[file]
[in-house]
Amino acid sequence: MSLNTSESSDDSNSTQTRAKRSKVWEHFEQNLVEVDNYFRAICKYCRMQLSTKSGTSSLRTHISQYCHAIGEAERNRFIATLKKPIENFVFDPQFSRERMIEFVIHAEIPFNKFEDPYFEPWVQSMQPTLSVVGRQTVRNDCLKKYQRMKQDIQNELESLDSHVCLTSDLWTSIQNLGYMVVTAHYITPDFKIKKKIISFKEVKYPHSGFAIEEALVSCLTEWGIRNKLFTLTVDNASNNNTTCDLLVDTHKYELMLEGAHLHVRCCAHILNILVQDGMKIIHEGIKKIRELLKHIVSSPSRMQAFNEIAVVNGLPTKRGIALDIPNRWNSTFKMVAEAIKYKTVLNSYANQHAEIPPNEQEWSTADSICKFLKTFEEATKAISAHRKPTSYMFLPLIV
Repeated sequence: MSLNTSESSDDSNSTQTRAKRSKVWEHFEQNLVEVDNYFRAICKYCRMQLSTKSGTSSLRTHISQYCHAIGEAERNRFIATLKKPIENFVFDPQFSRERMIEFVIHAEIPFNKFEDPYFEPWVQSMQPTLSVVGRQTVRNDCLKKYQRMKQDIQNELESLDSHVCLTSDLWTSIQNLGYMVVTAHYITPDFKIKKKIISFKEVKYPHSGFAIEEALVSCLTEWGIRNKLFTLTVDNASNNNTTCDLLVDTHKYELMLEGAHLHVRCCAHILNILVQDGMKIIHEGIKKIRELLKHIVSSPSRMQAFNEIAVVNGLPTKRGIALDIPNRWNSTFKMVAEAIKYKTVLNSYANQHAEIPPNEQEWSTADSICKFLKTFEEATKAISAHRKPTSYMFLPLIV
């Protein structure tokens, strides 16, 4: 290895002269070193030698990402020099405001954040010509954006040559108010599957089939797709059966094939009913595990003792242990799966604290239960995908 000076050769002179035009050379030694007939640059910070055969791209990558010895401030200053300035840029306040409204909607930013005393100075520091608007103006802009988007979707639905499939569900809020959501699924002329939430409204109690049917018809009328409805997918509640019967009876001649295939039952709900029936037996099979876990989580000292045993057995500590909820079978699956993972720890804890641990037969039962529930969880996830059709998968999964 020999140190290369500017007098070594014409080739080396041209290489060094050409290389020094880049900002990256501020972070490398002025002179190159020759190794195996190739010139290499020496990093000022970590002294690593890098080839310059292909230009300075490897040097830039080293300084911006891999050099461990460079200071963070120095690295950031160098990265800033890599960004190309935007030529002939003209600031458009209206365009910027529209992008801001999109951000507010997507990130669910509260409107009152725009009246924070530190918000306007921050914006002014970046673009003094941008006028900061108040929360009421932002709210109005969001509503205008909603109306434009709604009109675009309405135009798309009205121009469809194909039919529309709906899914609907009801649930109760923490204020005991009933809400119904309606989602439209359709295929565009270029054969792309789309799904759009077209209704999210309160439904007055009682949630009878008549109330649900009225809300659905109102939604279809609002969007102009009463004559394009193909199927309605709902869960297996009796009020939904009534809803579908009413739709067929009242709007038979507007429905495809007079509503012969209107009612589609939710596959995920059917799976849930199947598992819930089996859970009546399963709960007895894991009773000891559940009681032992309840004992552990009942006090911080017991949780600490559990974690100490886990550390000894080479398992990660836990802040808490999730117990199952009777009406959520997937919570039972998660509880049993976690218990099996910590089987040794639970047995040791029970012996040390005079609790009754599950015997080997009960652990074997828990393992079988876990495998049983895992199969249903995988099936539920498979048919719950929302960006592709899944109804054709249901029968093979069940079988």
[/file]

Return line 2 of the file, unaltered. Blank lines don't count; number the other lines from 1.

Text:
Amino acid sequence: MSLNTSESSDDSNSTQTRAKRSKVWEHFEQNLVEVDNYFRAICKYCRMQLSTKSGTSSLRTHISQYCHAIGEAERNRFIATLKKPIENFVFDPQFSRERMIEFVIHAEIPFNKFEDPYFEPWVQSMQPTLSVVGRQTVRNDCLKKYQRMKQDIQNELESLDSHVCLTSDLWTSIQNLGYMVVTAHYITPDFKIKKKIISFKEVKYPHSGFAIEEALVSCLTEWGIRNKLFTLTVDNASNNNTTCDLLVDTHKYELMLEGAHLHVRCCAHILNILVQDGMKIIHEGIKKIRELLKHIVSSPSRMQAFNEIAVVNGLPTKRGIALDIPNRWNSTFKMVAEAIKYKTVLNSYANQHAEIPPNEQEWSTADSICKFLKTFEEATKAISAHRKPTSYMFLPLIV